22. ^ Giani VC, Yamaguchi E, Boyle MJ, Seaver EC (2011). "Somatic and germline expression of piwi during development and regeneration in the marine polychaete annelid Capitella teleta". Evodevo 2: 10. doi:10.1186/2041-9139-2-10. PMC 3113731. PMID 21545709. 
  23. ^ Kragl, M (2009). "Cells keep a memory of their tissue origin during axolotl limb regeneration.". Nature 460 (7251): 60–65. doi:10.1038/nature08152. PMID 19571878. 
  24. ^ Muneoka, K (1986). "Cellular contribution from dermis and cartilage to the regenerating limb blastema in axolotls.". Dev Biol. 116 (1): 256–260. PMID 3732605. 
  25. ^ Bryant, S (2002). "Vertebrate limb regeneration and the origin of limb stem cells". Int. J. Dev. Biol 46 (7): 887–896. PMID 12455626. 
  26. ^ Satoh, A; Bryant, SV; Gardiner, DM (2012). "Nerve signaling regulates basal keratinocyte proliferation in the blastema apical epithelial cap in the axolotl (Ambystoma mexicanum).". Dev Biol 15 (366): 374–381. PMID 22537500. 
  27. ^ Christensen, RN; Tassava, RA (2000). "Apical epithelial cap morphology and fibronectin gene expression in regenerating axolotl limbs.". Dev Dyn 217 (2): 216–224. PMID 10706145. 
  28. ^ a b Bryant SV, Endo T, Gardiner DM (2002). "Vertebrate limb regeneration and the origin of limb stem cells". The International journal of developmental biology 46 (7): 887–96. PMID 12455626. 
  29. ^ Mullen LM, Bryant SV, Torok MA, Blumberg B, Gardiner DM (November 1996). "Nerve dependency of regeneration: the role of Distal-less and FGF signaling in amphibian limb regeneration". Development (Cambridge, England) 122 (11): 3487–97. PMID 8951064. 
  30. ^ Endo T, Bryant SV, Gardiner DM (June 2004). "A stepwise model system for limb regeneration". Developmental Biology 270 (1): 135–45. doi:10.1016/j.ydbio.2004.02.016. PMID 15136146. 
  31. ^ http://www.ambystoma.org
  32. ^ Souppouris, Aaron (2013-05-23). "Scientists identify cell that could hold the secret to limb regeneration". the verge.com. Macrophages are a type of repairing cell that devour dead cells and pathogens, and trigger other immune cells to respond to pathogens. 
  33. ^ "Do Salamanders' Immune Systems Hold the Key to Regeneration?". ScienceDaily. Retrieved 21 May 2013. 
  34. ^ Bedelbaeva K, Snyder A, Gourevitch D, Clark L, Zhang X-M, Leferovich J, Cheverud JM, Lieberman P, Heber-Katz E; Snyder; Gourevitch; Clark; Zhang; Leferovich; Cheverud; Lieberman; Heber-Katz (March 2010). "Lack of p21 expression links cell cycle control and appendage regeneration in mice". Proceedings of the National Academy of Sciences 107 (11): 5845–50. Bibcode:2010PNAS..107.5845B. doi:10.1073/pnas.1000830107. PMC 2851923. PMID 20231440. Lay summaryPhysOrg.com. 
  35. ^ Humans Could Regenerate Tissue Like Newts By Switching Off a Single Gene
  36. ^ Ashley W. Seifert, Stephen G. Kiama et al (2011-11-27). "Skin shedding and tissue regeneration in African spiny mice (Acomys)". Nature 489. pp. 561–565. doi:10.1038/nature11499. Retrieved 2012-01-24. 
  37. ^ http://www.businessinsider.com/how-regeneration-works-2013-7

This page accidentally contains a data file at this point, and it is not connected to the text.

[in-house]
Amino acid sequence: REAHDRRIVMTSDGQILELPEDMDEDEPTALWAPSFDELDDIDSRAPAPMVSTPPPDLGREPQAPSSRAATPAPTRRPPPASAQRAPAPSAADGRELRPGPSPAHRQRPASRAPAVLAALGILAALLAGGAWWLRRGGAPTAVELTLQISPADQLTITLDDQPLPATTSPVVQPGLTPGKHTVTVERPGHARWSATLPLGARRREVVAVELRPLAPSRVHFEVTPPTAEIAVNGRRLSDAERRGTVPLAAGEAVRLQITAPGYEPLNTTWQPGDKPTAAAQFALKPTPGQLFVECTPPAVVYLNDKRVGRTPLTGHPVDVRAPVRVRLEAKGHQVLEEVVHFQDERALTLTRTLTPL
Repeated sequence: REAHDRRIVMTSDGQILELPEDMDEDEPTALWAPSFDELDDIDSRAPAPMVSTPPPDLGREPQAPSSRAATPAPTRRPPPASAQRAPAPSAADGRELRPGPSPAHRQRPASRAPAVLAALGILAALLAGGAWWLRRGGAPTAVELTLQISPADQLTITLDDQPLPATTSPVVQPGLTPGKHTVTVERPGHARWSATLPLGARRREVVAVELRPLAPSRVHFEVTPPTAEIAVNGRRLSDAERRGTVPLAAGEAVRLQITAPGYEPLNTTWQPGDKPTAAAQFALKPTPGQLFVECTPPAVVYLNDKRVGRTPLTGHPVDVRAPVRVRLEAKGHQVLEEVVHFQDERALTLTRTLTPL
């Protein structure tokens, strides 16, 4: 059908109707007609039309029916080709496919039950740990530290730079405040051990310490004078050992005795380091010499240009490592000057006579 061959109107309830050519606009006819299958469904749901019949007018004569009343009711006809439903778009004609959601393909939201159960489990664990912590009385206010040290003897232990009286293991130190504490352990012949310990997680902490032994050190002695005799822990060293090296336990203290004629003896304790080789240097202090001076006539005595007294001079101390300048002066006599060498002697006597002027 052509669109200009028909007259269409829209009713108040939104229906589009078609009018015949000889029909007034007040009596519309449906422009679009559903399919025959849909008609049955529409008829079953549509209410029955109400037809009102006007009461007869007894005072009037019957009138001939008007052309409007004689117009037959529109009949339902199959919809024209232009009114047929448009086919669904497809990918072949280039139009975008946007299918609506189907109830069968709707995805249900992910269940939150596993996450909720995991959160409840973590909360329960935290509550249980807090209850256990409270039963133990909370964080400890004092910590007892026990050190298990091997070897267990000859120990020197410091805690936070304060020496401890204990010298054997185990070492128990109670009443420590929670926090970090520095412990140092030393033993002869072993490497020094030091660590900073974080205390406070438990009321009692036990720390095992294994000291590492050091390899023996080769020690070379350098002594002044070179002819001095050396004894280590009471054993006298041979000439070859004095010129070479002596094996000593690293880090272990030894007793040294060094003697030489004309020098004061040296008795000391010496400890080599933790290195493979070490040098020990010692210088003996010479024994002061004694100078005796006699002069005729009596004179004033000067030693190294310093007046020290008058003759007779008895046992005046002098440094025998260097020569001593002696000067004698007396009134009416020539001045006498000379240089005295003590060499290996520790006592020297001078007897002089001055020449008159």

38. ^ Becker RO (Jan 1972). "Stimulation of Partial Limb Regeneration in Rats". Nature 235 (14): 109–111. Bibcode:1972Natur.235..109B. doi:10.1038/235109a0. 
  39. ^ Becker RO (May 1972). "Electrical stimulation of partial limb regeneration in mammals". Bull N Y Acad Med 48 (4): 627–41. PMC 1806700. PMID 4503923. 
  40. ^ Masinde G, Li X, Baylink DJ, Nguyen B, Mohan S (April 2005). "Isolation of wound healing/regeneration genes using restrictive fragment differential display-PCR in MRL/MPJ and C57BL/6 mice". Biochemical and Biophysical Research Communications 330 (1): 117–22. doi:10.1016/j.bbrc.2005.02.143. PMID 15781240. 
  41. ^ Mansuo L. Hayashi, B. S. Shankaranarayana Rao, Jin-Soo Seo, Han-Saem Choi, Bridget M. Dolan, Se-Young Choi, Sumantra Chattarji, and Susumu Tonegawa; Rao; Seo; Choi; Dolan; Choi; Chattarji; Tonegawa (July 2007). "Inhibition of p21-activated kinase rescues symptoms of fragile X syndrome in mice". Proceedings of the National Academy of Sciences 104 (27): 11489–94. Bibcode:2007PNAS..10411489H. doi:10.1073/pnas.0705003104. PMC 1899186. PMID 17592139. 
  42. ^ Abdullah I, Lepore JJ, Epstein JA, Parmacek MS, Gruber PJ (Mar–April 2005). "MRL mice fail to heal the heart in response to ischemia-reperfusion injury". Wound Repair Regen 13 (2): 205–208. doi:10.1111/j.1067-1927.2005.130212.x. PMID 15828946. 
  43. ^ Min, Su; Wang, Song W.; Orr, William (2006). "Graphic general pathology: 2.2 complete regeneration:". Pathology. pathol.med.stu.edu.cn. Retrieved 2013-11-10. After the repair process has been completed, the structure and function of the injured tissue are completely normal. This type of regeneration is common in physiological situations. Examples of physiological regeneration are the continual replacement of cells of the skin and repair of the endometrium after menstruation. Complete regeneration can occur in pathological situations in tissues that have good regenerative capacity. 

Sources[edit]

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External links[edit]